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Cosmic Christianity

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Symbology and Cosmology

Today we shall try to find an understanding of the symbols that have been used since ancient times for the signs and constellations of the Zodiac. They were formed out of a deep knowledge and insight; they have not just been chosen at random. Some of them have certain resemblances to the imaginations that stand behind the constellations. Others seem to be rather obscure. We may even have to modify some of them in a modern sense. This will lead us to realize how these constellations of the Zodiac have been transformed by humanity in the course of history. Thus, without fully knowing it, we have contributed toward that spiritual-moral fulfillment of our relationship to the stars, in the sense of the suggestions of Rudolf Steiner: Once in ancient times the stars spoke to us. Then they became silent, and this silence can cause deep sorrow. Yet, amidst this deepening silence we are called upon to speak to the stars. Thereby we can realize our spiritual human-hood.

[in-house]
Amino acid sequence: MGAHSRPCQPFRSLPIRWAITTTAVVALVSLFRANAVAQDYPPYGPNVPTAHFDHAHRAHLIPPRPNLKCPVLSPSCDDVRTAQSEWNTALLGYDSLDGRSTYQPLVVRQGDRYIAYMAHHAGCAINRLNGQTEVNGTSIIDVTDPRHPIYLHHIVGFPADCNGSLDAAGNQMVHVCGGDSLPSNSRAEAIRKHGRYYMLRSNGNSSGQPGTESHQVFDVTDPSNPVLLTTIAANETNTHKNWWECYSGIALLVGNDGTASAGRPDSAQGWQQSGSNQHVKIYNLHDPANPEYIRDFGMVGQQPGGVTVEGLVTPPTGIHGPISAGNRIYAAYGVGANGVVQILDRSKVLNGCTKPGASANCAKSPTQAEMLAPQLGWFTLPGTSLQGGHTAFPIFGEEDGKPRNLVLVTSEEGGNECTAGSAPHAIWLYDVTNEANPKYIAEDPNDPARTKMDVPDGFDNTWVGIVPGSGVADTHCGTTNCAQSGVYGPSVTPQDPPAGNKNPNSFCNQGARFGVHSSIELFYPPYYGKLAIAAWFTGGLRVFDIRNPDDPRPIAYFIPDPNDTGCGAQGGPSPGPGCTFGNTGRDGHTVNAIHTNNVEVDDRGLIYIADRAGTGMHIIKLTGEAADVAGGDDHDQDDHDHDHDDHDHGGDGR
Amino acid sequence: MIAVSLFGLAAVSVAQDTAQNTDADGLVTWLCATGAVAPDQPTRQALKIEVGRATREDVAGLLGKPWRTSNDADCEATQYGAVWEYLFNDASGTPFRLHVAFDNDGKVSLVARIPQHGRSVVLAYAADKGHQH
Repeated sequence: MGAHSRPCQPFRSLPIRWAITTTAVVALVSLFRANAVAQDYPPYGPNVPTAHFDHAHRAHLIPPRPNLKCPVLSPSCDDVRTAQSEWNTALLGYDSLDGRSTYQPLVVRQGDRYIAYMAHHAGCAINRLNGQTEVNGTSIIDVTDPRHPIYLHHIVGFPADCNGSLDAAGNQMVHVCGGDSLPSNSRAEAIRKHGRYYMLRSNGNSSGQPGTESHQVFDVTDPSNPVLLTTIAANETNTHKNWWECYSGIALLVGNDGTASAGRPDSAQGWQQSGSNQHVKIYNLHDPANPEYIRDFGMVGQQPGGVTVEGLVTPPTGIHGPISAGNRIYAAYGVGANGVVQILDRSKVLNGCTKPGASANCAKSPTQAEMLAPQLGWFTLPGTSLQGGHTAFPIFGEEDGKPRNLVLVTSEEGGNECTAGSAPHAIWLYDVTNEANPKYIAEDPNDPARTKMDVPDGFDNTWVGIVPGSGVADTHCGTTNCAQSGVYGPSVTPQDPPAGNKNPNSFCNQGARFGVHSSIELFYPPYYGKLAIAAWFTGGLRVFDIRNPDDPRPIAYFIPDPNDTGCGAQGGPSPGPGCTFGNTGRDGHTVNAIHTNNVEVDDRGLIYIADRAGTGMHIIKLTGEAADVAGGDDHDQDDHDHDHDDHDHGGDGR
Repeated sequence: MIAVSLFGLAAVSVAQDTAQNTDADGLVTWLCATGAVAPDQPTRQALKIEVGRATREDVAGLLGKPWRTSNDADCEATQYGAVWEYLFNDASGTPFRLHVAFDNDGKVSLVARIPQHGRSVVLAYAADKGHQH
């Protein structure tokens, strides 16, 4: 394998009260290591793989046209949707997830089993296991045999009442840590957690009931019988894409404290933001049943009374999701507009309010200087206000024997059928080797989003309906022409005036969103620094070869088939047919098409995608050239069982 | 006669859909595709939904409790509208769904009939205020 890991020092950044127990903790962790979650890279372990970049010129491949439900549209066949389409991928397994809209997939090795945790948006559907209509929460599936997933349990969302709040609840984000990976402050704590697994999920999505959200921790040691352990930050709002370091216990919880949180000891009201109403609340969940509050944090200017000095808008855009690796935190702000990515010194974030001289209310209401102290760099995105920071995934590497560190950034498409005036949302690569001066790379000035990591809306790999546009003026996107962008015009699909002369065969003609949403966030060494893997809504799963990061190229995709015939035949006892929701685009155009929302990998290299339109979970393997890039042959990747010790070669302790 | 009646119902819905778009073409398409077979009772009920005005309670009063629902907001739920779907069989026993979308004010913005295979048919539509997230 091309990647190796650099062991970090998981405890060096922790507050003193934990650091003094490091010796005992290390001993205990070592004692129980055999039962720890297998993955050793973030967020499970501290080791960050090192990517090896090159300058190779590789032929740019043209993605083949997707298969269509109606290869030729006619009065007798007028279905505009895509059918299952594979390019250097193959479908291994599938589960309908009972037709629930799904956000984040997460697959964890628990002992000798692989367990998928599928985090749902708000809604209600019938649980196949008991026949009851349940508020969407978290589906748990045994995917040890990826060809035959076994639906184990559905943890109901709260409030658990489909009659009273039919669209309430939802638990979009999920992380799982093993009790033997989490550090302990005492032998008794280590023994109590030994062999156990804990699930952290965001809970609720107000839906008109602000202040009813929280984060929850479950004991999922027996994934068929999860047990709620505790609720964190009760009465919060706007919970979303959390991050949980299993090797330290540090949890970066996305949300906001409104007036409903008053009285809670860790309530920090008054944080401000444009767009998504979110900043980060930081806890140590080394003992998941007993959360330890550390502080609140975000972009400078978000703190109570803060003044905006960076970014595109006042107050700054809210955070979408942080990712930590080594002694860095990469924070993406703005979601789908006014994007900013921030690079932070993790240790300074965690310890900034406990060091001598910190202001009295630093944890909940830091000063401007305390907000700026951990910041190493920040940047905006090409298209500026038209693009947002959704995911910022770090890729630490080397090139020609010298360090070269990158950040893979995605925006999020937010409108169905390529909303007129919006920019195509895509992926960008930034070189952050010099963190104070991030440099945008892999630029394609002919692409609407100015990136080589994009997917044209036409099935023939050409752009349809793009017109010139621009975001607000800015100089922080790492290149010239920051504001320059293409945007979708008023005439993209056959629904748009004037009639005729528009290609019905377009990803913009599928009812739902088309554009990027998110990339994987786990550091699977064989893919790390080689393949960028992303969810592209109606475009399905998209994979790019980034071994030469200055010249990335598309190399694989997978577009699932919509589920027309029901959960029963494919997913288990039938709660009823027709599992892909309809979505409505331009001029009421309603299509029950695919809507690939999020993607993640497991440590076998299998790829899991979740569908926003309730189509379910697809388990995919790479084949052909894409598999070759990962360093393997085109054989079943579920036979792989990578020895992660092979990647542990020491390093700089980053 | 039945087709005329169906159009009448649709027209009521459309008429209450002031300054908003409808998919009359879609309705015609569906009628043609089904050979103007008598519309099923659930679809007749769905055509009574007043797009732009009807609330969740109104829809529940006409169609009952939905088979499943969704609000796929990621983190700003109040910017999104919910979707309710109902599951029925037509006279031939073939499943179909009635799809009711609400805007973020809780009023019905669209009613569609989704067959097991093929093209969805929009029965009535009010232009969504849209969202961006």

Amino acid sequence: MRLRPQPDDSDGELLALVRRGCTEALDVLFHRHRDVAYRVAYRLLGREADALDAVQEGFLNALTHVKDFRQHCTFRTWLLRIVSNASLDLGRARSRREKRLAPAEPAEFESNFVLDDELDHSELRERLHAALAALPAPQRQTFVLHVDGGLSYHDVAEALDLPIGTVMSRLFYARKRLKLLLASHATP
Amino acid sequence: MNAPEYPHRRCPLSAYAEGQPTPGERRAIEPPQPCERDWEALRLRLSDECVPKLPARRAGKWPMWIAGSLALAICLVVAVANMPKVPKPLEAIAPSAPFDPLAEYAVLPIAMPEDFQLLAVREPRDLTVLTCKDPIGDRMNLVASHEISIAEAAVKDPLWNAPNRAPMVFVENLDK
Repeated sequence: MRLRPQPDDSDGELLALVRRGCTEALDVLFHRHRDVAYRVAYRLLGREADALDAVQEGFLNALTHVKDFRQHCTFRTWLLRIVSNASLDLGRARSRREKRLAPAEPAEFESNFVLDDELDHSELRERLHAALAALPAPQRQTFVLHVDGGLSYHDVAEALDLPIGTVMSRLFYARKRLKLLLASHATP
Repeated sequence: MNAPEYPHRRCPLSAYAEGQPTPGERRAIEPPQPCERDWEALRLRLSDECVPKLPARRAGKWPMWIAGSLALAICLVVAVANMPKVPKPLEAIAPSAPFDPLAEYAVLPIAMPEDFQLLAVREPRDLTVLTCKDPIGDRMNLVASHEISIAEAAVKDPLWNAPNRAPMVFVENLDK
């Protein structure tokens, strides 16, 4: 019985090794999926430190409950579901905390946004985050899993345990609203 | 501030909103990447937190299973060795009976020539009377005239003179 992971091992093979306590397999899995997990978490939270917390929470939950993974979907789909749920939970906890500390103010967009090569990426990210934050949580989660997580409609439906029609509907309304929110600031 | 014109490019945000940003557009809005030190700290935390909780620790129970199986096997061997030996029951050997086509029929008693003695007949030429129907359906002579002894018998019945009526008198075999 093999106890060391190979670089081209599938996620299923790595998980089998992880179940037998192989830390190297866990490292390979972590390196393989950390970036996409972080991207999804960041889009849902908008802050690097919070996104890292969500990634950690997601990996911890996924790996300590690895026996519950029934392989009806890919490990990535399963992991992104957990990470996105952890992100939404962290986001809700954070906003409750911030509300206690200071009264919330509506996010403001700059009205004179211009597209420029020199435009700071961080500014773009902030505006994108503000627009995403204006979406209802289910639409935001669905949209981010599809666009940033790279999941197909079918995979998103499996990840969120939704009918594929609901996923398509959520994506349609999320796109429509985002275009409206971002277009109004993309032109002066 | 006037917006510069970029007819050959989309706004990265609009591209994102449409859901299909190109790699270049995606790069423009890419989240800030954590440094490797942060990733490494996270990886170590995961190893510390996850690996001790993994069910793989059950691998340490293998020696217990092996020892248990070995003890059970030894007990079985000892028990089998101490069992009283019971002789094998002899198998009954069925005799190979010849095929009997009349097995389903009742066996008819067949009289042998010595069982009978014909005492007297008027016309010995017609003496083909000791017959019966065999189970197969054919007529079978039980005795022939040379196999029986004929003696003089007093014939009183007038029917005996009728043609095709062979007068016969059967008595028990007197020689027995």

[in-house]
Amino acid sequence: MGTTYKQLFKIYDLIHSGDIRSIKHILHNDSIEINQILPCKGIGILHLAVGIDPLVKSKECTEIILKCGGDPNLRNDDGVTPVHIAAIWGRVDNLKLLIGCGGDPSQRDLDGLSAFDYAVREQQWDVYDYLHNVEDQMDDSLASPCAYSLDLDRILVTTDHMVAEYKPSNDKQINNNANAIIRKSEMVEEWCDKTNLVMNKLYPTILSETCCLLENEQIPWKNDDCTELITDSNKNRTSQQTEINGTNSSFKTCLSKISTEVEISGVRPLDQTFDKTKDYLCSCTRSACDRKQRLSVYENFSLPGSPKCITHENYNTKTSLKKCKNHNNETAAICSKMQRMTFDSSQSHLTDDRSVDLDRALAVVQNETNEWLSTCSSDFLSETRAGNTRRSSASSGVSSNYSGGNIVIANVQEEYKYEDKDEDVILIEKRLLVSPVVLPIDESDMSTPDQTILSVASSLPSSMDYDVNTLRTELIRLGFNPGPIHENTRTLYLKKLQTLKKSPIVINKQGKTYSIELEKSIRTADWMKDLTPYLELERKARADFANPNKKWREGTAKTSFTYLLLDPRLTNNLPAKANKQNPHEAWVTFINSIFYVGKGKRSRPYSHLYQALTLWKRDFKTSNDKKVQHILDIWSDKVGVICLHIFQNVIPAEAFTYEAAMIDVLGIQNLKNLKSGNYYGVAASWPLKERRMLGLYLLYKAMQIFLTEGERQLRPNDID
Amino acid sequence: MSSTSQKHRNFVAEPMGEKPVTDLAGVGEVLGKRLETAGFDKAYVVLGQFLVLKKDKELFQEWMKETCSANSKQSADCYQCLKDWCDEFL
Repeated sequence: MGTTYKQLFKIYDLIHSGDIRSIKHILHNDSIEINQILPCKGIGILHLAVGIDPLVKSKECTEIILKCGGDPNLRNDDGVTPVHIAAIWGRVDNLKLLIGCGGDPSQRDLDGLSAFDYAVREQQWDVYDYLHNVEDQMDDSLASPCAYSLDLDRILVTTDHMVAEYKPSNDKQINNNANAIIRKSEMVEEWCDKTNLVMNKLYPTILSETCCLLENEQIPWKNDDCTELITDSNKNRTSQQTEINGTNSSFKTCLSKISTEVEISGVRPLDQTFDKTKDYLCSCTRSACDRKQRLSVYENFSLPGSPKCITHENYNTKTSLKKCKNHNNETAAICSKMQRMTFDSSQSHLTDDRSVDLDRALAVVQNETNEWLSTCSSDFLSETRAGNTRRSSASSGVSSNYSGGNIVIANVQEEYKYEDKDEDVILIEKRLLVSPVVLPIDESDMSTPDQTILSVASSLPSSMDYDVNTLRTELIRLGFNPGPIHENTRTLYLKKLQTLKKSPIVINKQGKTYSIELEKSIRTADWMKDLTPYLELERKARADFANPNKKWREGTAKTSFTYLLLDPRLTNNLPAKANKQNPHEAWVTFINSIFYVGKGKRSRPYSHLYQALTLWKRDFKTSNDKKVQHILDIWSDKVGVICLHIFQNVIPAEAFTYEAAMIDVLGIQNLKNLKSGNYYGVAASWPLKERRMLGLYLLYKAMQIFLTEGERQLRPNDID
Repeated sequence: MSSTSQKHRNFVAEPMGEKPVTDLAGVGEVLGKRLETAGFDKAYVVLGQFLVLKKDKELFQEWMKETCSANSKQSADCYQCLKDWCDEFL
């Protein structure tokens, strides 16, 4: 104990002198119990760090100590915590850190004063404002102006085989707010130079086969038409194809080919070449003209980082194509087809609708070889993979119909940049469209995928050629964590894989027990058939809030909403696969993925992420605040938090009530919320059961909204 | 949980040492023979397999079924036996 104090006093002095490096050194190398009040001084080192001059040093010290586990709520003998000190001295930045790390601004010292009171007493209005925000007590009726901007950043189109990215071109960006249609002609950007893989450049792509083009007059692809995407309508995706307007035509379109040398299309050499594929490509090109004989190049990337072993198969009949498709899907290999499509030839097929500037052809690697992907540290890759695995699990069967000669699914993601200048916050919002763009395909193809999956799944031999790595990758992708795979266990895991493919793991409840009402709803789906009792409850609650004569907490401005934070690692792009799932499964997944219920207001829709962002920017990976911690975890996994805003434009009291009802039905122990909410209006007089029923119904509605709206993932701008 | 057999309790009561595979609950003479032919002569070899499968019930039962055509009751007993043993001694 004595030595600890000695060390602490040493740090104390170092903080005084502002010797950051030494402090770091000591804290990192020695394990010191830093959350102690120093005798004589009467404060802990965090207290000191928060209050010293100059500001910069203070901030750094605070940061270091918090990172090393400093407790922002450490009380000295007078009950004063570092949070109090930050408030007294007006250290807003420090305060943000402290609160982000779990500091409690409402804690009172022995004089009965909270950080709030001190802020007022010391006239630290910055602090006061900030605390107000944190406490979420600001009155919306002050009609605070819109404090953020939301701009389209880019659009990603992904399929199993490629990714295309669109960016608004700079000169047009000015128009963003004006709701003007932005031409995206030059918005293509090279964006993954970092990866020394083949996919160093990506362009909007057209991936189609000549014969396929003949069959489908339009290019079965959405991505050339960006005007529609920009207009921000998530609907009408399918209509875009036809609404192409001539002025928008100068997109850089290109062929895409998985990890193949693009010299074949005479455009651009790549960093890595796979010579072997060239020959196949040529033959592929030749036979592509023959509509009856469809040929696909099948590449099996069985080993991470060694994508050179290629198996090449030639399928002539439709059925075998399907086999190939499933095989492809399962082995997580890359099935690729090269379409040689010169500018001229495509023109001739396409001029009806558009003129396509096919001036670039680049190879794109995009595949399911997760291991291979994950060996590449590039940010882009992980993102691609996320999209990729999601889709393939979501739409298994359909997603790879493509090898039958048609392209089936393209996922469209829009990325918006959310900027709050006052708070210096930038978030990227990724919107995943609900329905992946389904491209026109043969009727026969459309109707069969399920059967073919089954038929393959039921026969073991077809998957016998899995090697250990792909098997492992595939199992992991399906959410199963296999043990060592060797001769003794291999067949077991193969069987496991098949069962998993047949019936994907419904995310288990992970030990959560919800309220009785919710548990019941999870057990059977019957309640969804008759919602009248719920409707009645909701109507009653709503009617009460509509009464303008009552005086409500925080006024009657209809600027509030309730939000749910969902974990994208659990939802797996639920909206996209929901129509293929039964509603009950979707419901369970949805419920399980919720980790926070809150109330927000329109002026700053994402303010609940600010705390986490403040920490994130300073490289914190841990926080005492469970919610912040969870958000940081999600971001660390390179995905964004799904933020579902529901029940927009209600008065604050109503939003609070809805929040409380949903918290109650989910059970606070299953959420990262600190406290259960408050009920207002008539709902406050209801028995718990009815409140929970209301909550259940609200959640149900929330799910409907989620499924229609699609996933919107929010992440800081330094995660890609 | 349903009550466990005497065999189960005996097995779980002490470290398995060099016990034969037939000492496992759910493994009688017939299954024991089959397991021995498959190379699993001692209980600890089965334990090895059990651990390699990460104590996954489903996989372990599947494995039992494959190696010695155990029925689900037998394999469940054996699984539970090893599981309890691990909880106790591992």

The first symbol is that for Aries (Fig. 5.1a). One can perhaps see in it the horns of the Ram. Yet, this seems to be too superficial. Furthermore, it would not give us very much of a lead with regard to an understanding of the quality of this constellation. The constellation of Aries is connected with the cosmic archetype of the human head. It is, in a sense, the root-being, the commencement of the Zodiac. In medieval descriptions and presentations we see the Ram lying on the ground, looking backward toward the crowd that follows: Bull, the Twins, Crab, and so forth. The Ram is thus the leader of the host of the Zodiac. Contemplating the association with the human head, we come to ask ourselves, is this the end? Is there no further development? The human head seems to be fixed and settled forever with regard to its form and function. Is there no higher or future purpose concealed in that human head? So far, its present purpose is to serve as a region or area in the human body in which the main sense organs not all the sense organs are concentrated: sight, hearing, taste, and smelling. Also located there is the brain, the organ of intellectual thinking, so to speak, of that statistical thinking that rests on the sense perceptions.